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What is carbon neutrality and how to achieve it

The goals of the Paris Agreement include achieving carbon neutrality. What does it mean and what needs to be done to achieve it

In recent decades, climate change has become the top priority on the political agenda of governments and international institutions. The increasing greenhouse gas emissions are contributing to global temperature rise, with devastating consequences for the environment, biodiversity, and human well-being.

In the study and implementation of strategies to combat climate change, the concepts of carbon neutrality and climate neutrality are central.

Carbon neutrality refers to the balance between carbon emissions and the absorption of emissions by natural carbon sinks. According to the official explanation of the IPCC (Intergovernmental Panel on Climate Change), carbon neutrality is achieved when anthropogenic greenhouse gas emissions are offset by an equal amount of reduced, avoided, or sequestered emissions within a specific timeframe.

This is achieved through the use of renewable energy sources and by implementing carbon absorption strategies, such as reforestation and carbon capture and storage.

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Climate Neutrality: Meaning

The term carbon neutrality refers solely to carbon dioxide emissions and represents a state of balance between CO2 emitted into the atmosphere and CO2 removed. To better understand its meaning, a specific technical explanation of achieving a balance between emissions and carbon absorption is necessary.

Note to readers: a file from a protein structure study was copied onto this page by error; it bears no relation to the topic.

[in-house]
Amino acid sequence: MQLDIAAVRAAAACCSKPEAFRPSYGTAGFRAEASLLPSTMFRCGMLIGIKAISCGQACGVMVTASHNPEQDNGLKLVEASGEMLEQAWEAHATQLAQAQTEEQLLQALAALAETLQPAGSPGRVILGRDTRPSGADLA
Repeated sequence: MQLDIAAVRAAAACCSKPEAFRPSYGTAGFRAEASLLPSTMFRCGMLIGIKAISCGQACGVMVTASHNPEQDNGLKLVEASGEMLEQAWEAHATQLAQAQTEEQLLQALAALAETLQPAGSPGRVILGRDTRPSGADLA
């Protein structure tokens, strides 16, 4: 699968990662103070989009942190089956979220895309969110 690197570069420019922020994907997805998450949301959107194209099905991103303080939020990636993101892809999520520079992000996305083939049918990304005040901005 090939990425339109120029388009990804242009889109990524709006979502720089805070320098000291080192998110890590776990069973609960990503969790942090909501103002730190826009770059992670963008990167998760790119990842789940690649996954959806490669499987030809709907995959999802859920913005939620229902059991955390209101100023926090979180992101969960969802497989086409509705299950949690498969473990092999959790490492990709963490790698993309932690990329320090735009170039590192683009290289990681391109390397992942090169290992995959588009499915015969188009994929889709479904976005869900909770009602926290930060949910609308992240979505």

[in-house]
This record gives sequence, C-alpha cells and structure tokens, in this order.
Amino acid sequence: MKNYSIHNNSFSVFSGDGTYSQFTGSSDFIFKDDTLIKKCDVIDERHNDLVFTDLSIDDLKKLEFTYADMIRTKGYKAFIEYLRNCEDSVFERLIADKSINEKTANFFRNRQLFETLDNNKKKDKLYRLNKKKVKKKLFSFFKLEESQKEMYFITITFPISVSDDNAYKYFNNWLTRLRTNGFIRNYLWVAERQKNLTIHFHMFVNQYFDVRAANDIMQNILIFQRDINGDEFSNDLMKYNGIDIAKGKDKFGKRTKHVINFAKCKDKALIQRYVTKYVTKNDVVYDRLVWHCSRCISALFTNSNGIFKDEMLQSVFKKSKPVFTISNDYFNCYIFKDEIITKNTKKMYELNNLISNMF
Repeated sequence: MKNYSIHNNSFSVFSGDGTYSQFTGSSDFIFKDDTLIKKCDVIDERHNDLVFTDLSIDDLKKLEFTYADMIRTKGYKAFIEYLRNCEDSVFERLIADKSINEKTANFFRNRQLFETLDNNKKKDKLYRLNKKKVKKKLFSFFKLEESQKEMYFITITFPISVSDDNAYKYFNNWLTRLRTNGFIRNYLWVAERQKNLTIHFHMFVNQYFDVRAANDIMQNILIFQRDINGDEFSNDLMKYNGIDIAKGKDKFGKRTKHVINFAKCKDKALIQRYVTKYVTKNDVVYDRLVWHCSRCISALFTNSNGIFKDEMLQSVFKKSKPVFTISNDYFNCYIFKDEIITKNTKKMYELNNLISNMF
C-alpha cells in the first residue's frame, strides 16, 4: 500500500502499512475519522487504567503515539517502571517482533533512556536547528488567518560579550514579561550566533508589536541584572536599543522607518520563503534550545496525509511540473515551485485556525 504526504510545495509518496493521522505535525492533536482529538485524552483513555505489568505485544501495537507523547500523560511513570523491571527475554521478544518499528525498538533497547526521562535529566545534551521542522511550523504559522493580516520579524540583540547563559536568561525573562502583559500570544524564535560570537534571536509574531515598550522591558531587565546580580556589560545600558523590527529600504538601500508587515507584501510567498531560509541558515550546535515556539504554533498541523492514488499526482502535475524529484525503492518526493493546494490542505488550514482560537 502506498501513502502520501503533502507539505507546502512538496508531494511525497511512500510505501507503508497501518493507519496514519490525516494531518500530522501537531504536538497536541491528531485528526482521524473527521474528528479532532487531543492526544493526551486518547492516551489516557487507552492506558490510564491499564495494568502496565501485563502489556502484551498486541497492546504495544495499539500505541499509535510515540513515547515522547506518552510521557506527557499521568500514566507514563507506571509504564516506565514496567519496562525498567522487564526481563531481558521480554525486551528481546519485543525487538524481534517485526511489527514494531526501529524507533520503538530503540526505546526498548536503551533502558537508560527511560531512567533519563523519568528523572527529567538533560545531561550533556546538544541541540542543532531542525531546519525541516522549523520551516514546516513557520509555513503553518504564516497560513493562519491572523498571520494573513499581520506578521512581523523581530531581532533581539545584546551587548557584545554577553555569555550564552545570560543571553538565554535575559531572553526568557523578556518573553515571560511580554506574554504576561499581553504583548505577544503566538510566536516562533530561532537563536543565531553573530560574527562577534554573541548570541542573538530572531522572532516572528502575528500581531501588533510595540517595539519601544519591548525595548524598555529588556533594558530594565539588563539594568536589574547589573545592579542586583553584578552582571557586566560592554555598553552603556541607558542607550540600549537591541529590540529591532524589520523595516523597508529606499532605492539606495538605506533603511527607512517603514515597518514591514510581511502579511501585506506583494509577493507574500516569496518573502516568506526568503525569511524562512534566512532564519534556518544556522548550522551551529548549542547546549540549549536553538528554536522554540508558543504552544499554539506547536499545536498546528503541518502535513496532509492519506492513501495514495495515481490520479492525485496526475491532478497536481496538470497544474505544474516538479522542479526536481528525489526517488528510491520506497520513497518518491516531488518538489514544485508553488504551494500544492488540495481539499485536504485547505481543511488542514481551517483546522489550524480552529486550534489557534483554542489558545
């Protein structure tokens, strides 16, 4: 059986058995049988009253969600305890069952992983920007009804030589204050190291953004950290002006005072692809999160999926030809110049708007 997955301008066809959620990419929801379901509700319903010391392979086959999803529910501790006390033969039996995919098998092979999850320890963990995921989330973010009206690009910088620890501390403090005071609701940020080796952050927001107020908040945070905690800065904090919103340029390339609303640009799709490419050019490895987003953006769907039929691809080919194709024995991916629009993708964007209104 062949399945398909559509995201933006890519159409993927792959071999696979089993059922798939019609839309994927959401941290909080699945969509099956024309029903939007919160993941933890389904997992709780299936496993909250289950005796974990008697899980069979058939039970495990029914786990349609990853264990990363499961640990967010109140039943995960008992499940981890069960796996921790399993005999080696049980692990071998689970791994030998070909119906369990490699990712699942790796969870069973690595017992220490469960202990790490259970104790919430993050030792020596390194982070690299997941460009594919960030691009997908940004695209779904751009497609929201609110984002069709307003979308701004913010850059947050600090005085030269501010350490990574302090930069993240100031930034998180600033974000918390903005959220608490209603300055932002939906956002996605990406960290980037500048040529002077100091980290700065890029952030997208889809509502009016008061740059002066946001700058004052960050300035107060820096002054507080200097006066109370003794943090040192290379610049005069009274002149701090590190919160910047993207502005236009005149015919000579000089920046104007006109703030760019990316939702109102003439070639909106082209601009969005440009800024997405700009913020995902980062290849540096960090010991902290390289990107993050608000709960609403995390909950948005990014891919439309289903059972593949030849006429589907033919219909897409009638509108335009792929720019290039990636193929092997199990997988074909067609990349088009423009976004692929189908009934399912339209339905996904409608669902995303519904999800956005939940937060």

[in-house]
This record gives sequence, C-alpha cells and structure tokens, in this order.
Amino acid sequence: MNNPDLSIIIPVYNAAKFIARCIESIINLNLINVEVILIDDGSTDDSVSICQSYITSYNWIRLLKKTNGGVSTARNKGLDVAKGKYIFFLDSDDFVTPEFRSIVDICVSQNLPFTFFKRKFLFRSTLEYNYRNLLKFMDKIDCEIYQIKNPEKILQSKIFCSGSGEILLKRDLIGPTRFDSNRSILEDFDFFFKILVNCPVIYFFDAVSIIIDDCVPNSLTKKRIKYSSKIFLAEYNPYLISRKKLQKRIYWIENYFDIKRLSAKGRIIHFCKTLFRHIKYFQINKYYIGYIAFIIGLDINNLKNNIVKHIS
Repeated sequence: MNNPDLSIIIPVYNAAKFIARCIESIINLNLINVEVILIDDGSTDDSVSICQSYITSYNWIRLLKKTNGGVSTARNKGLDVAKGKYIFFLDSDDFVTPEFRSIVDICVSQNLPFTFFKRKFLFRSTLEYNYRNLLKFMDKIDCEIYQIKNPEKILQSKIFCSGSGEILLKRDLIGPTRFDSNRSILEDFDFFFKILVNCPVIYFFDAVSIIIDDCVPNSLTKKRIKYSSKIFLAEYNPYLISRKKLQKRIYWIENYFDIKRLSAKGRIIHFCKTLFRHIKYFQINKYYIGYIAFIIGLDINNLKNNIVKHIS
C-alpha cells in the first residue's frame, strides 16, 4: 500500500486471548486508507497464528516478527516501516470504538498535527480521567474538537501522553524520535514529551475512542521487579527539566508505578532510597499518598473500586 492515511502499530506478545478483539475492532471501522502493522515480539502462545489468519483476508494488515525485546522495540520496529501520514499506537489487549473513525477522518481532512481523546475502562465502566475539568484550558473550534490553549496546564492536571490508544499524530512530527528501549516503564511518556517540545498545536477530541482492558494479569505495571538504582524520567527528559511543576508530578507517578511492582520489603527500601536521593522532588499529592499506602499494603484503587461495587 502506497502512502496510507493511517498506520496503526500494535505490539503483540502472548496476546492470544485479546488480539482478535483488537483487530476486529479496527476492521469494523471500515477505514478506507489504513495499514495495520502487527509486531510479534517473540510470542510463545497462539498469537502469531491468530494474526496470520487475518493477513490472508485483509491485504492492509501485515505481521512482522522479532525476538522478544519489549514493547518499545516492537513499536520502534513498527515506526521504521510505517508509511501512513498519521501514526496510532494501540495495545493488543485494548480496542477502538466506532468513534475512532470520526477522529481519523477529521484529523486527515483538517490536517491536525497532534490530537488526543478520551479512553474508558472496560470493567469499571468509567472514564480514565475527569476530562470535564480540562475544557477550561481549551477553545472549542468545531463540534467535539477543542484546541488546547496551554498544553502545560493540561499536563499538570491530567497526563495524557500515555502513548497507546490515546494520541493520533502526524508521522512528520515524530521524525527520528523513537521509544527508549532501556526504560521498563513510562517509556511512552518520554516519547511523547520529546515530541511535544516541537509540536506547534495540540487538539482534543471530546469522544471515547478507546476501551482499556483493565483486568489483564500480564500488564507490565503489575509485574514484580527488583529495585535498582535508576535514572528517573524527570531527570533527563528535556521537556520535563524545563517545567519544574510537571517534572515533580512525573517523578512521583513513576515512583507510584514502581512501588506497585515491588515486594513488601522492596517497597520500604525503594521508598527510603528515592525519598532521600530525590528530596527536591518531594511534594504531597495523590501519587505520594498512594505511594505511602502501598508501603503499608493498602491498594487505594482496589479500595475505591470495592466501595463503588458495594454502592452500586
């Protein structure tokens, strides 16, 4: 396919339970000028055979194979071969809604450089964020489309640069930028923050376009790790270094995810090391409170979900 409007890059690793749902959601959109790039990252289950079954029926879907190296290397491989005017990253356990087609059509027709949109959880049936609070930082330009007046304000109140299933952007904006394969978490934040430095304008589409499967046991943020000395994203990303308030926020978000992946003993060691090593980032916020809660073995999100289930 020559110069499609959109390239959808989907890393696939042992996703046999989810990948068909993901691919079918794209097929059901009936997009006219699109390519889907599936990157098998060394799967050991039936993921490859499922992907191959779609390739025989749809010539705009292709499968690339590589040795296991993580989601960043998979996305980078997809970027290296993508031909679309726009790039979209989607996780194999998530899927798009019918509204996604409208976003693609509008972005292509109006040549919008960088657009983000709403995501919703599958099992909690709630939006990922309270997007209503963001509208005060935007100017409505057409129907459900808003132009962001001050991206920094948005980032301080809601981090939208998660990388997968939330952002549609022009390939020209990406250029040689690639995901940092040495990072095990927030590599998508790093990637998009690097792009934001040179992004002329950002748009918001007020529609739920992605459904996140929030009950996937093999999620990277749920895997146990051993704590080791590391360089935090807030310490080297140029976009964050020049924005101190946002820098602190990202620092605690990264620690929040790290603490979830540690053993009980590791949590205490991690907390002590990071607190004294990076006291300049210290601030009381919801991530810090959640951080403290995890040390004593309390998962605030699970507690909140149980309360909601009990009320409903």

When carbon dioxide is removed from the atmosphere, it is referred to as carbon sequestration or immobilization; to achieve this, greenhouse gas (GHG) emissions must be offset by the absorption of carbon emissions. Natural absorption sinks such as soil, forests, and oceans come into play. According to estimates, natural sinks remove between 9.5 and 11 Gt of CO2 per year. However, no artificial absorption sink is currently capable of removing the necessary amount of carbon from the atmosphere to effectively combat global warming.

Additionally, carbon stored in natural sinks is released into the atmosphere through fires, land use changes, or deforestation. Therefore, to achieve carbon neutrality, it is crucial to reduce carbon emissions.